# Genus (mathematics)

In mathematics, the genus has few different, but closely related, meanings

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## Topology

### Orientable surface

The genus of a connected, orientable surface is an integer representing the maximum number of cuttings along closed simple curves without rendering the resultant manifold disconnected. It is equal to the number of handles on it.

For instance:

• A sphere, disc and annulus all have genus zero.
• A torus has genus one, as does the surface of a coffee mug with a handle.

### Non-orientable surface

The (non-orientable) genus of a connected, non-orientable closed surface is a positive integer representing the number of cross-caps attached to a sphere.

For instance:

### Knot

The genus of a knot K is defined as the minimal genus of all Seifert surfaces for K.

### Handlebody

The genus of a 3-dimensional handlebody is an integer representing the maximum number of cuttings along embedded disks without rendering the resultant manifold disconnected. It is equal to the number of handles on it.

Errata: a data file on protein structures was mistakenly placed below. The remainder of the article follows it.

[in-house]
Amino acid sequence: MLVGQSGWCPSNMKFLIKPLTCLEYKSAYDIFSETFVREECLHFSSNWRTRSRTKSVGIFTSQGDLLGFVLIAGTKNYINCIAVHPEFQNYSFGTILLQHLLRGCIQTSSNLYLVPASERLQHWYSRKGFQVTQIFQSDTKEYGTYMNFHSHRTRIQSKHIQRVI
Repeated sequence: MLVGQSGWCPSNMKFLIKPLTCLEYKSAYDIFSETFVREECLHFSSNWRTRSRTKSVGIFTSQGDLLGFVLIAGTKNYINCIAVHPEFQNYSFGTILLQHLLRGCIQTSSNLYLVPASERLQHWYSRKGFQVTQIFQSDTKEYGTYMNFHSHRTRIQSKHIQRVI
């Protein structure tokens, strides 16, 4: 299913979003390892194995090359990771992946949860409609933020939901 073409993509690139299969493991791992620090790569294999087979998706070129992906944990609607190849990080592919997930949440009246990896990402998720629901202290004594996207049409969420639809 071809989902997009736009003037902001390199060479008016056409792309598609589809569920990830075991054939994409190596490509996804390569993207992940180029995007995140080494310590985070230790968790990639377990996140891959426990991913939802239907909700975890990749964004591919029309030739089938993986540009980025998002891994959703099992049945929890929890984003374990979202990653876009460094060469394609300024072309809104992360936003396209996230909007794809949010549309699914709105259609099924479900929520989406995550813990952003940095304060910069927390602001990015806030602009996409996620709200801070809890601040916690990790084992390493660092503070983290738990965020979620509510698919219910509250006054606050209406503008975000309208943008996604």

For instance:

• A ball has genus zero.
• A solid torus [itex]D^2\times S^1[itex] has genus one.

## Graph theory

The genus of a graph is the minimal integer n such that the graph can be drawn without crossing itself on a sphere with n handles (i.e. an oriented surface of genus n). Thus, a planar graph has genus 0, because it can be drawn on a sphere without self-crossing.

The non-orientable genus of a graph is the minimal integer n such that the graph can be drawn without crossing itself on a sphere with n cross-caps (i.e. an non-orientable surface of (non-orientable) genus n).

## Algebraic geometry

There is a definition of genus of any algebraic curve C. When the field of definition for C is the complex numbers, and C has no singular points, then that definition coincides with the topological definition applied to the Riemann surface of C (its manifold of complex points). The definition of elliptic curve from algebraic geometry is non-singular curve of genus 1.

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